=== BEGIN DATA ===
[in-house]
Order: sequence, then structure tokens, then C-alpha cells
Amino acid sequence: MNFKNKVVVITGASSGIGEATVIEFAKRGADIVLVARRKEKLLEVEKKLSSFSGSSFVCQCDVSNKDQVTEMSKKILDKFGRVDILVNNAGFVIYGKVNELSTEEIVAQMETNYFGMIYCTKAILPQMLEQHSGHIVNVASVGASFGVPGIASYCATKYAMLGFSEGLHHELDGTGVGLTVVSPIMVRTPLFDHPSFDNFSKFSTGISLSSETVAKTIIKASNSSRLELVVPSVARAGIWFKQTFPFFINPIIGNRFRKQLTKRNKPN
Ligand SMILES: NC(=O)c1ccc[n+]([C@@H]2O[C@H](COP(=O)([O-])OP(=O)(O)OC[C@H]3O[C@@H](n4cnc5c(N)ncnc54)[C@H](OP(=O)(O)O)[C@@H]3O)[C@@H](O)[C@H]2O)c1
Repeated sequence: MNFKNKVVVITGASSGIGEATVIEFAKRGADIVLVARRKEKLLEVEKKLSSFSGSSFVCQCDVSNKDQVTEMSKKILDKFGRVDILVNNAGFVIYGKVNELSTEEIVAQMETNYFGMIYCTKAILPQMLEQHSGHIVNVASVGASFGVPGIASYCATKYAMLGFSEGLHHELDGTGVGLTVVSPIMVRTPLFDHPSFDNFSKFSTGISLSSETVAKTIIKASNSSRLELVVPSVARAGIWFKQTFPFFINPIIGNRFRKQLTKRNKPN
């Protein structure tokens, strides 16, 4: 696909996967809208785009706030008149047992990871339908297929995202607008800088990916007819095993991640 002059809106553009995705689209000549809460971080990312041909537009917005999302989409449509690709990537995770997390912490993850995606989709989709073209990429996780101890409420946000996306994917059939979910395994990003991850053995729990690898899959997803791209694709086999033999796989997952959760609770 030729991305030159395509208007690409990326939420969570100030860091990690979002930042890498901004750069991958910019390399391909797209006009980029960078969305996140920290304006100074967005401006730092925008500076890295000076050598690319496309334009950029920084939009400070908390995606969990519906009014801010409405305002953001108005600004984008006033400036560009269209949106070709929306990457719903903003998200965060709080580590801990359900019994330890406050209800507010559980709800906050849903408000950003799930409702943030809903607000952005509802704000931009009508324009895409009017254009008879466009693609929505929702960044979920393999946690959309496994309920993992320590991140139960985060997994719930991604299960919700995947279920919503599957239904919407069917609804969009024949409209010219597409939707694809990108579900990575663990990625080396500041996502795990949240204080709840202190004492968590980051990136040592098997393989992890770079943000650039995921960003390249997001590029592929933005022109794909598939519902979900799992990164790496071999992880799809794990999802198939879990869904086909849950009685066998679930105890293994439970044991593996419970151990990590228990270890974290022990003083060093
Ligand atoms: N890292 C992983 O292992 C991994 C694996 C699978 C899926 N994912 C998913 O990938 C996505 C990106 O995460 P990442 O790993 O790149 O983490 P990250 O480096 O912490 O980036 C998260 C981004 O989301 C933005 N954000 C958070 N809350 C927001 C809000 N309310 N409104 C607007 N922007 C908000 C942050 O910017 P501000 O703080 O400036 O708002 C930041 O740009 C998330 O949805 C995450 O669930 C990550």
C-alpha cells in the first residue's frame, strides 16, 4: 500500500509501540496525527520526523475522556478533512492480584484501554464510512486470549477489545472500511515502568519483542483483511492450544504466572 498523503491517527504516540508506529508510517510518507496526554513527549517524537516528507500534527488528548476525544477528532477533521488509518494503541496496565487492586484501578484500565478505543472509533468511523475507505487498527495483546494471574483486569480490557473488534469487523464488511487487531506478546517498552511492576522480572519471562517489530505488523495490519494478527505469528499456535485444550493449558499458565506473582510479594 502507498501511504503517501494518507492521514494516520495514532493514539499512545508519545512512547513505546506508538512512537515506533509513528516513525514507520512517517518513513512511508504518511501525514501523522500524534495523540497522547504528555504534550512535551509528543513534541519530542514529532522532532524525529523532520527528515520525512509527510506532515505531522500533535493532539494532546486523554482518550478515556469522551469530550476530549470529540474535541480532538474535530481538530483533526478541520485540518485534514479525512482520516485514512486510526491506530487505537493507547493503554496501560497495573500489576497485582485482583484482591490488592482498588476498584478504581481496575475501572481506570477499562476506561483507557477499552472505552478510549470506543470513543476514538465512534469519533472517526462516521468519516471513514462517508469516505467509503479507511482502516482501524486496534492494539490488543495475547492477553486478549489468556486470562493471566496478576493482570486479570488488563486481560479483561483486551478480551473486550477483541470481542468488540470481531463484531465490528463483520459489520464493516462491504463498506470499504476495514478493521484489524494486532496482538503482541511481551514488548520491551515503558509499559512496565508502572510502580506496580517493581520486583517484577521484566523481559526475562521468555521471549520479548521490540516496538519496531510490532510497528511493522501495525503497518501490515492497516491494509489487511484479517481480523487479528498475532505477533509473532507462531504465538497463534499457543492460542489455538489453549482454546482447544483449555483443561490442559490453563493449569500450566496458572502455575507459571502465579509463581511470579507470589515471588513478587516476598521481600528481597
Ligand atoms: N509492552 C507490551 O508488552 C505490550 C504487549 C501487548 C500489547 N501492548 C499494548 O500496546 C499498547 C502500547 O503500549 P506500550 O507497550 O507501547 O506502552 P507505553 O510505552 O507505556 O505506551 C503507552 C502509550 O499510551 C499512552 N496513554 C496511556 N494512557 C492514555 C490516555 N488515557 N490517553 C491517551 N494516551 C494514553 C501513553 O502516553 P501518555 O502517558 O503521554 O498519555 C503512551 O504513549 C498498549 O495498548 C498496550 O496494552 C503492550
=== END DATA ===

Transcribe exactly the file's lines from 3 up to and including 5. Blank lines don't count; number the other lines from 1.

Amino acid sequence: MNFKNKVVVITGASSGIGEATVIEFAKRGADIVLVARRKEKLLEVEKKLSSFSGSSFVCQCDVSNKDQVTEMSKKILDKFGRVDILVNNAGFVIYGKVNELSTEEIVAQMETNYFGMIYCTKAILPQMLEQHSGHIVNVASVGASFGVPGIASYCATKYAMLGFSEGLHHELDGTGVGLTVVSPIMVRTPLFDHPSFDNFSKFSTGISLSSETVAKTIIKASNSSRLELVVPSVARAGIWFKQTFPFFINPIIGNRFRKQLTKRNKPN
Ligand SMILES: NC(=O)c1ccc[n+]([C@@H]2O[C@H](COP(=O)([O-])OP(=O)(O)OC[C@H]3O[C@@H](n4cnc5c(N)ncnc54)[C@H](OP(=O)(O)O)[C@@H]3O)[C@@H](O)[C@H]2O)c1
Repeated sequence: MNFKNKVVVITGASSGIGEATVIEFAKRGADIVLVARRKEKLLEVEKKLSSFSGSSFVCQCDVSNKDQVTEMSKKILDKFGRVDILVNNAGFVIYGKVNELSTEEIVAQMETNYFGMIYCTKAILPQMLEQHSGHIVNVASVGASFGVPGIASYCATKYAMLGFSEGLHHELDGTGVGLTVVSPIMVRTPLFDHPSFDNFSKFSTGISLSSETVAKTIIKASNSSRLELVVPSVARAGIWFKQTFPFFINPIIGNRFRKQLTKRNKPN